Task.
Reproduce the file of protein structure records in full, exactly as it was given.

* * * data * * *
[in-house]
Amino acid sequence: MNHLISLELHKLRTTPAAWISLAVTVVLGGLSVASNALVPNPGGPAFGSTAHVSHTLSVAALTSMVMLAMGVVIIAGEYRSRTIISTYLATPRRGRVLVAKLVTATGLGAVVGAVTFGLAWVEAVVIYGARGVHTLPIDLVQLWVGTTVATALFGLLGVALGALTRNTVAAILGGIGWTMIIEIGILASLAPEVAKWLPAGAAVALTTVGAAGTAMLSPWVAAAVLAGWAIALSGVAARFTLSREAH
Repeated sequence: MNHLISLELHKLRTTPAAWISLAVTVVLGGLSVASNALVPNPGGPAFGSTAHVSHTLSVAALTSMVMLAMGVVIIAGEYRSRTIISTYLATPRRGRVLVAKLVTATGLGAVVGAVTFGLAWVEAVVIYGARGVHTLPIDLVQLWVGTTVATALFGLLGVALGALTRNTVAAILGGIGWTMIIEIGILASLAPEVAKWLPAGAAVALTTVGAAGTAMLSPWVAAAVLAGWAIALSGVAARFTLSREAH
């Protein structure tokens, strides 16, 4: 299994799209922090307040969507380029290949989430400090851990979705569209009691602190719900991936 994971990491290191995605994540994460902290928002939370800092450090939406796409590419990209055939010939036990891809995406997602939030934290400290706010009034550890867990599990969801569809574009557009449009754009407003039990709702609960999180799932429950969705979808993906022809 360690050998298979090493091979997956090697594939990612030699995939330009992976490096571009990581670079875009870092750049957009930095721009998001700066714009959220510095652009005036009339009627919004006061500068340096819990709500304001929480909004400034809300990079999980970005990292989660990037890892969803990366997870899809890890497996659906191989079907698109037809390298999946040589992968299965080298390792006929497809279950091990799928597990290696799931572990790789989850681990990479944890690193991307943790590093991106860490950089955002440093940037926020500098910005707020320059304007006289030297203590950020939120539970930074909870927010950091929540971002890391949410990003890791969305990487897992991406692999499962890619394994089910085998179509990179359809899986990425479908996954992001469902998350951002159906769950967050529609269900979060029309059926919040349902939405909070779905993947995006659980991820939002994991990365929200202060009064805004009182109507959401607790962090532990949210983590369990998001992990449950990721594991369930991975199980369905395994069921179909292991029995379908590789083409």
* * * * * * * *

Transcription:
[in-house]
Amino acid sequence: MNHLISLELHKLRTTPAAWISLAVTVVLGGLSVASNALVPNPGGPAFGSTAHVSHTLSVAALTSMVMLAMGVVIIAGEYRSRTIISTYLATPRRGRVLVAKLVTATGLGAVVGAVTFGLAWVEAVVIYGARGVHTLPIDLVQLWVGTTVATALFGLLGVALGALTRNTVAAILGGIGWTMIIEIGILASLAPEVAKWLPAGAAVALTTVGAAGTAMLSPWVAAAVLAGWAIALSGVAARFTLSREAH
Repeated sequence: MNHLISLELHKLRTTPAAWISLAVTVVLGGLSVASNALVPNPGGPAFGSTAHVSHTLSVAALTSMVMLAMGVVIIAGEYRSRTIISTYLATPRRGRVLVAKLVTATGLGAVVGAVTFGLAWVEAVVIYGARGVHTLPIDLVQLWVGTTVATALFGLLGVALGALTRNTVAAILGGIGWTMIIEIGILASLAPEVAKWLPAGAAVALTTVGAAGTAMLSPWVAAAVLAGWAIALSGVAARFTLSREAH
């Protein structure tokens, strides 16, 4: 299994799209922090307040969507380029290949989430400090851990979705569209009691602190719900991936 994971990491290191995605994540994460902290928002939370800092450090939406796409590419990209055939010939036990891809995406997602939030934290400290706010009034550890867990599990969801569809574009557009449009754009407003039990709702609960999180799932429950969705979808993906022809 360690050998298979090493091979997956090697594939990612030699995939330009992976490096571009990581670079875009870092750049957009930095721009998001700066714009959220510095652009005036009339009627919004006061500068340096819990709500304001929480909004400034809300990079999980970005990292989660990037890892969803990366997870899809890890497996659906191989079907698109037809390298999946040589992968299965080298390792006929497809279950091990799928597990290696799931572990790789989850681990990479944890690193991307943790590093991106860490950089955002440093940037926020500098910005707020320059304007006289030297203590950020939120539970930074909870927010950091929540971002890391949410990003890791969305990487897992991406692999499962890619394994089910085998179509990179359809899986990425479908996954992001469902998350951002159906769950967050529609269900979060029309059926919040349902939405909070779905993947995006659980991820939002994991990365929200202060009064805004009182109507959401607790962090532990949210983590369990998001992990449950990721594991369930991975199980369905395994069921179909292991029995379908590789083409």